October 9, 2020

Rheumatologic Medication Use When Trying To Conceive

Rheumatologic Medication Use When Trying To Conceive

Rheumatologic diseases are very common in all reproductive age women, including those who are attempting to conceive. These are diseases of the joints and ligaments which include rheumatoid arthritis, systemic lupus, psoriasis-related arthritis, inflammatory bowel disease (IBD) as well as a number of less common diseases. Patients whose symptoms are not well controlled prior to pregnancy have an increased risk of pregnancy loss, and in some cases worsening of the disease. Rheumatologic medication use when trying to conceive is important to address with your rheumatologist prior to pregnancy to find the right balance. 

Anti-rheumatic Drugs and Planning a Pregnancy

Discontinuation of medication because of pregnancy has been associated with significant early gestational age of delivery. However, many of the medications that are used for these diseases can lead to an increased risk of miscarriage as well as congenital anomalies. The risks and benefits of using these medications need to be weighed carefully in the decision whether to continue medication during the pregnancy. A recent comprehensive review of medications was published in May 2020 which can help guide physicians and their patients in their choice. 

What rheumatologic medication can you take when pregnant?

Few, if any, of these medications have been
 studied enough to say that they are absolutely safe in pregnancy. However, a number of medications do appear to be safe either throughout the pregnancy or during certain trimesters. 

Two of the more common medications non-steroidal anti-inflammatory drugs and glucocorticoids appear to be safe during pregnancy with a certain limitations. Use of non-steroidal anti-inflammatory medication (e.g. ibuprofen, naproxyn sodium) appear to be safe in the first two trimesters of pregnancy (up to 26-30 weeks gestation). These medications are not associated with an increase in miscarriage or congenital malformations. However, the use of these medications is not recommended in the third trimester of pregnancy due to an increase risk of closure of a valve in the heart and bleeding. Glucocorticoids in particular prednisone cortisone and hydrocortisone have been found to be safe in pregnancy. Betamethasone and dexamethasone do cross the placenta and should not routinely be used to treat rheumatologic  diseases although they may be used during pregnancy with specific indications.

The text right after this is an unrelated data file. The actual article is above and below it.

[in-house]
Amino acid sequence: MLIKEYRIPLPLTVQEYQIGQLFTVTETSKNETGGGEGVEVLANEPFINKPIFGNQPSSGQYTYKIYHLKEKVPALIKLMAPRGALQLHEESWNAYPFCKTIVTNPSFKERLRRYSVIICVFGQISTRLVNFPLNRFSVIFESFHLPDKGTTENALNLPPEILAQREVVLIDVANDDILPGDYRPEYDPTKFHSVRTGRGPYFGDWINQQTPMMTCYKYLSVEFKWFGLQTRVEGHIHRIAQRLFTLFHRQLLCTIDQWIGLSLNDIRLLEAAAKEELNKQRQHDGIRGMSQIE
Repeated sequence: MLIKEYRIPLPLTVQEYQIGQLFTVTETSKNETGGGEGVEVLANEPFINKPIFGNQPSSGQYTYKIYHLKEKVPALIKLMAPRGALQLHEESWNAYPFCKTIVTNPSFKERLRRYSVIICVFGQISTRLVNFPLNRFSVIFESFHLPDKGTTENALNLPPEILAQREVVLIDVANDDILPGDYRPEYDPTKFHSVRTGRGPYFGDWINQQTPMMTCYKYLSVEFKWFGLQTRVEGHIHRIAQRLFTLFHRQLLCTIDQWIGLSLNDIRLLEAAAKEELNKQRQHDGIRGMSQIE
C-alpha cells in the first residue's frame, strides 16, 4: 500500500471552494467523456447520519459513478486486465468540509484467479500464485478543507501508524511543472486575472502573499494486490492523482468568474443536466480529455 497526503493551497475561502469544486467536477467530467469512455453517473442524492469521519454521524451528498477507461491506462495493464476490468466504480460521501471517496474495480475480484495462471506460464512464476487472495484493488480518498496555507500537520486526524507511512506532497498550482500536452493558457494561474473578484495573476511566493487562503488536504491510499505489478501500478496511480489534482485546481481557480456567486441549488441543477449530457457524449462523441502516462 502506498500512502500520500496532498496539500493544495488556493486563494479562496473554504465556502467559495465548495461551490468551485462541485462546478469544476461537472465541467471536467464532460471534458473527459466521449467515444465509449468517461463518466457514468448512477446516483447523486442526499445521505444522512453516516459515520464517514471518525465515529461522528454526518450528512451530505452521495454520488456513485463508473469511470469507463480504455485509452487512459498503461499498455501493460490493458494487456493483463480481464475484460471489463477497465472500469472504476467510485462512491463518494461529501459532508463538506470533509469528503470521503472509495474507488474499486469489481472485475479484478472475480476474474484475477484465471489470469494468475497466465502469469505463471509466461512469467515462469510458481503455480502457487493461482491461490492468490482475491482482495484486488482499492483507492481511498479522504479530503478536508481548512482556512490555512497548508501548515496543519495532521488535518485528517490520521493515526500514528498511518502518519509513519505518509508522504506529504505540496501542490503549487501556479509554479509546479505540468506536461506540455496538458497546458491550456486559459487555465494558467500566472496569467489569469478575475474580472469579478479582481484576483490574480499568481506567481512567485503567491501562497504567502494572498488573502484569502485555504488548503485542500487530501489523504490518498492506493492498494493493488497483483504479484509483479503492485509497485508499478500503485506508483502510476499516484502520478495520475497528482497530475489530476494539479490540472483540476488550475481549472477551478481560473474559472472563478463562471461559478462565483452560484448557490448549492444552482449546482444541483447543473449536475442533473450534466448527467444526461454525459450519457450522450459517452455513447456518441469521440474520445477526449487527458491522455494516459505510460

Hydrochloroquine Use During Pregnancy

Among the disease modifying anti-rheumatic drugs hydrochloroquine (which has been in the news a lot lately) and sulfasalazine appear to be among the safest of medication and should be continued during the pregnancy. On the other hand, there are certain medications including methotrexate, leflunomide and mycophenolate that are known to cause miscarriages and malformations which are contraindicated during pregnancy. Most of the interleukin medications  have not been well studied and should be used only if necessary. Tumor Necrosis Factor Inhibitors (TNFI) have been well studied and also appear to be safe during pregnancy.  

For the patient with rheumatoid arthritis, Lupus, or other rheumatologic inflammatory diseases, the decision as to which medications to use as one attempts to conceive and during pregnancy is a very difficult one weighing many risks and benefits. A patient with one of the diseases should consult their rheumatologist prior to attempting to conceive. 

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Our physicians are experts in diagnosing fertility problems, and guiding our patients through the process with care and expertise. If you have more questions on rheumatologic medication use when trying to conceive, please contact us. We are here to help. 

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Robert M. Weiss, M.D.

Robert M. Weiss, M.D. Board-Certified Reproductive Endocrinologist